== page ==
That given, here’s a partial list of what would be considered only minor offenses I’ve witnessed firsthand on a handful of movie sets of the years. In light of Ms. Thurman’s, et al, revelations they may seem petty, but let’s take a shot:
— An Oscar winning director leaning into the large breasts of his lead actress, often leering directly at them, only inches away in a strange kind of power struggle, all during shooting.
— A prestige producer and another Oscar nominated director remarking how much they’d both like to ram (nee f-ck) their sometimes difficult female star with their – well, let’s assume we all understand what the with their means (Note: Their hand motions and giggles made it crystal clear to me) in order to put her in her place.
— A very young 24 year old heroin-addicted movie star shooting an entire film for three months with his manager, agents and the film’s producers in full knowledge of his drug use but allowing it because the movie couldn’t be done without him.
— A 10 year-old rising actor turning to me one day on the set of a Disney movie with sad eyes and pleading, I just wanna play. I don’t want to do this. Please?
What does exactly one DO – especially if one is not in any sort of power position and its in the eighties and nineties?
Well, what I did was try to be of comfort, or at least more understanding, of the people (nee victims) involved. That would be the female stars, the little kid and the drug addict.
I also tried to directly or subtly plead their case to some of the powers-that-be in a way that I thought could do the most good.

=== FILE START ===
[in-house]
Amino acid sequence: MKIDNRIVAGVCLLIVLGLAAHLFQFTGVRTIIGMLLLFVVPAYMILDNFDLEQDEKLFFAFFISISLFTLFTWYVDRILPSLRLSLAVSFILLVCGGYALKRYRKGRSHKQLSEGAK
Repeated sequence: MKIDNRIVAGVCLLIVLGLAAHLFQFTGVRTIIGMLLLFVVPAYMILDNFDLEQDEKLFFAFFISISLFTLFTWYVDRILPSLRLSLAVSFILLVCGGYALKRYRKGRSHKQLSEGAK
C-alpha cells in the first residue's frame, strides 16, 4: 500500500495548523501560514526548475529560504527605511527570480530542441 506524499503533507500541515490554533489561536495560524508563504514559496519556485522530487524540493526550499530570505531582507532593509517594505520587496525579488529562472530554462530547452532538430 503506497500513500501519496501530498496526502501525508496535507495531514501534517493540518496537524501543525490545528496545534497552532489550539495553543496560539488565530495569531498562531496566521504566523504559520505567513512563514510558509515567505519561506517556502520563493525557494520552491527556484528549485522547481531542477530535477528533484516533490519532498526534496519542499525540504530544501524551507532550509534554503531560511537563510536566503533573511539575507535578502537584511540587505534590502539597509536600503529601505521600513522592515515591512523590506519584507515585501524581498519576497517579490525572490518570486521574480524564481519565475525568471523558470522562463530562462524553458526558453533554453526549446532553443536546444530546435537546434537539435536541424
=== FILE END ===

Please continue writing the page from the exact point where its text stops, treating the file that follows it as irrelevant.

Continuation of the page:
In the case of the buxom lead actress, when I tried to apologize to her about the way she’d been treated, to which she replied, Oh, don’t worry about that. I’ve dealt with this before.
In the case of the difficult female star: I decided – Okay, no more complaining about her attitude to anyone else. In addition to some other uncomfortable moments where I go out of my way to be extra understanding directly to her – which in turn led to a sort of détente between us on the set and her being a bit less chilly towards me.
In the case of the young substance abuser: Keeping my requests of him to a minimum, try whenever possible to focus him when he was fuzzy-eyed and one time patiently and slowly helping him with the simple task of… signing his name.
In the case of the little boy: Pleading his case to a bunch of head nods and nervous silences from the producers. Then a roll of the eyes from his guardian. As well as a lot of curse words from fellow crew members about either what a cruel place Hollywood was or how it was really hard to feel sorry for a spoiled child making more money than their entire family because of a cute smile and floppy hair.
Needless to say, what I did wasn’t barely enough. And what I barely saw was barely enough of the very small tip of a ginormously overpowering iceberg of abuse, resentment, power and betrayal that just now has only begun to melt
Which only brings to my mind only this new hashtag: #WeAreAllComplicit
Though if you ever doubt it, peruse some of the reader’s comments after Ms. Thurman’s story in Deadline Hollywood, the NY Times or other outlets. Then sit with them for a while and think back on some of your own experiences in whatever industry you are or were ever were in and ask yourself – just what should this new hashtag be?